In conclusion, our study shows that managed care contracting is in fact being conducted with some selectivity. It is relatively common for primary care physicians in California to experience a denial or termination of a managed care contract. Although the experience of a denial or termination does not completely exclude physicians from participating in managed care, it may limit the numbers of managed care patients in a physician's practice. Our study failed to document that managed care organizations are disproportionately excluding minority or older physicians. However, managed care organizations may be reluctant to fully include physicians who care for substantial proportions of uninsured patients. Office-based physicians who care for underserved populations may find themselves at a disadvantage as the competition for managed care contracts and patients intensifies in the future.

Bodenheimer T, Grumbach K. The reconfiguration of US medicine.  JAMA.1995;274:85-90.
Que V. Minority doctors say they can't get into HMOs [transcript]. "All Things Considered." National Public Radio. November 14, 1996.
Rosenthal E. Older doctors and nurses see jobs at stake.  New York Times.January 26, 1977;section 1:1.
Blum JD. The evolution of physician credentialing into managed care selective contracting.  Am J Law Med.1996;22:173-203.
Hellinger F. Any-Willing-Provider and Freedom-of-Choice laws: an economic assessment.  Health Aff (Millwood).1995;14:297-302.
Bodenheimer T. The HMO backlash: righteous or reactionary?  N Engl J Med.1996;335:1601-1603.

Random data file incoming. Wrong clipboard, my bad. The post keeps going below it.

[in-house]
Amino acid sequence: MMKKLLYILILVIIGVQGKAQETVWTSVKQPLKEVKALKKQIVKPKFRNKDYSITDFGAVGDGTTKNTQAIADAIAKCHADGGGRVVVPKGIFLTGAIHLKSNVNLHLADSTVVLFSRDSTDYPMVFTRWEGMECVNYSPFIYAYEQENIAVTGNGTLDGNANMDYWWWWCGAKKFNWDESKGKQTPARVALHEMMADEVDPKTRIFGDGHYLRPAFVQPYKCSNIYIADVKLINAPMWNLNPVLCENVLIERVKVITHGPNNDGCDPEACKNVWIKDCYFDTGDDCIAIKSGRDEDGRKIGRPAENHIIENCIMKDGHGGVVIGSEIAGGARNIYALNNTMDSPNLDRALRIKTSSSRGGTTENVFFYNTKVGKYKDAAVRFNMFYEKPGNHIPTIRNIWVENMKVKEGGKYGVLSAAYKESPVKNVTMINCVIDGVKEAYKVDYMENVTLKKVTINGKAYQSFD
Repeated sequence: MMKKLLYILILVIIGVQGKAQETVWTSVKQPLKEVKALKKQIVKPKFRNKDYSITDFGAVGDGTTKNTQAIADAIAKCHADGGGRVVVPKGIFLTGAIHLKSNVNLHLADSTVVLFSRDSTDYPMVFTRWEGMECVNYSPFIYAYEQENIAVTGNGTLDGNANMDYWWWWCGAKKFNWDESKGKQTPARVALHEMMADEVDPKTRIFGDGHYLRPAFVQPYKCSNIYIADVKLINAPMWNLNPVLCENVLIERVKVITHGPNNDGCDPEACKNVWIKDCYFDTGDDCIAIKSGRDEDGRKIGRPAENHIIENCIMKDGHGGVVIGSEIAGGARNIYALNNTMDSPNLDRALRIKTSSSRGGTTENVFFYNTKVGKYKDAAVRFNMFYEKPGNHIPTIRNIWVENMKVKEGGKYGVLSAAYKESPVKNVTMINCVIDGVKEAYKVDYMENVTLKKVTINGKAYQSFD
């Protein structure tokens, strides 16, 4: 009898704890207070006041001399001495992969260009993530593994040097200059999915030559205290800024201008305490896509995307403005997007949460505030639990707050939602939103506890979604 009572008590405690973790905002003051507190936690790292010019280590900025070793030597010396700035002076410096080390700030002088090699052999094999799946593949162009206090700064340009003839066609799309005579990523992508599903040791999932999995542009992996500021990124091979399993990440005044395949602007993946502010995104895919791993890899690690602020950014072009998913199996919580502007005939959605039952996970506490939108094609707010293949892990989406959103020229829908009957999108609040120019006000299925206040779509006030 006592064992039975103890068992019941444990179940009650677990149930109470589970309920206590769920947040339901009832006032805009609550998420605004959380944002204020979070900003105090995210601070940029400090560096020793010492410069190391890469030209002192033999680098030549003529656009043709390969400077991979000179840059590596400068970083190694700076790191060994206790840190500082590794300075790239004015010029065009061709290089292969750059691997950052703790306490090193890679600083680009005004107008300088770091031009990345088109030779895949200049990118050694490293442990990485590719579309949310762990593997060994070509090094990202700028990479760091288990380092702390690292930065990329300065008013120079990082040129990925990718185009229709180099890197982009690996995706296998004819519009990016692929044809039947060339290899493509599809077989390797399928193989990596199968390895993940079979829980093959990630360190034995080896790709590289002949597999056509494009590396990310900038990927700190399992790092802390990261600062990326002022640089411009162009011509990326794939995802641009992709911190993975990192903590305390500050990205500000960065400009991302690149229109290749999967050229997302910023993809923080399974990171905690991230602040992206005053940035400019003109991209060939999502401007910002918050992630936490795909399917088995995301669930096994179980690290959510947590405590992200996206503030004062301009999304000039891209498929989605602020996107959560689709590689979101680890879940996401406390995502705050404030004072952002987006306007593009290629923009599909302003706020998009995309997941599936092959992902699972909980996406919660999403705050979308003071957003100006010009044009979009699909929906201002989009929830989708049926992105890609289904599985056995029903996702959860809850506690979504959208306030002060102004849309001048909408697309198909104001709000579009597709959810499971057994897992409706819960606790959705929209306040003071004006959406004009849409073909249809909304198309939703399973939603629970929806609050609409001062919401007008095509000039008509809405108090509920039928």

Physician Payment Review Commission P.  Annual Report to Congress.  Washington, DC: Physician Payment Review Commission P; 1995:221.
Robinson JC, Casalino LP. The growth of medical groups paid through capitation in California.  N Engl J Med.1995;333:1684-1687.
Lavizzo-Mourey R, Clayton LA, Byrd M, Johnson F, Richardson D. The perceptions of African-American physicians concerning their treatment by managed care organizations.  J Natl Med Assoc.1996;88:210-214.
Kassirer JP. The new surrogates for board certification: what should the standards be?  N Engl J Med.1997;337:43-44.
Kletke P, Emmons D, Gillis K. Current trends in physicians' practice arrangements, from owners to employees.  JAMA.1996;276:555-560.
Miller R, Dunn M, Whitcomb M. Initial employment status of resident physicians completing training in 1995.  JAMA.1997;277:1699-1704.
Seifer S, Troupin B, Rubenfeld G. Changes in marketplace demand for physicians.  JAMA.1996;276:695-699.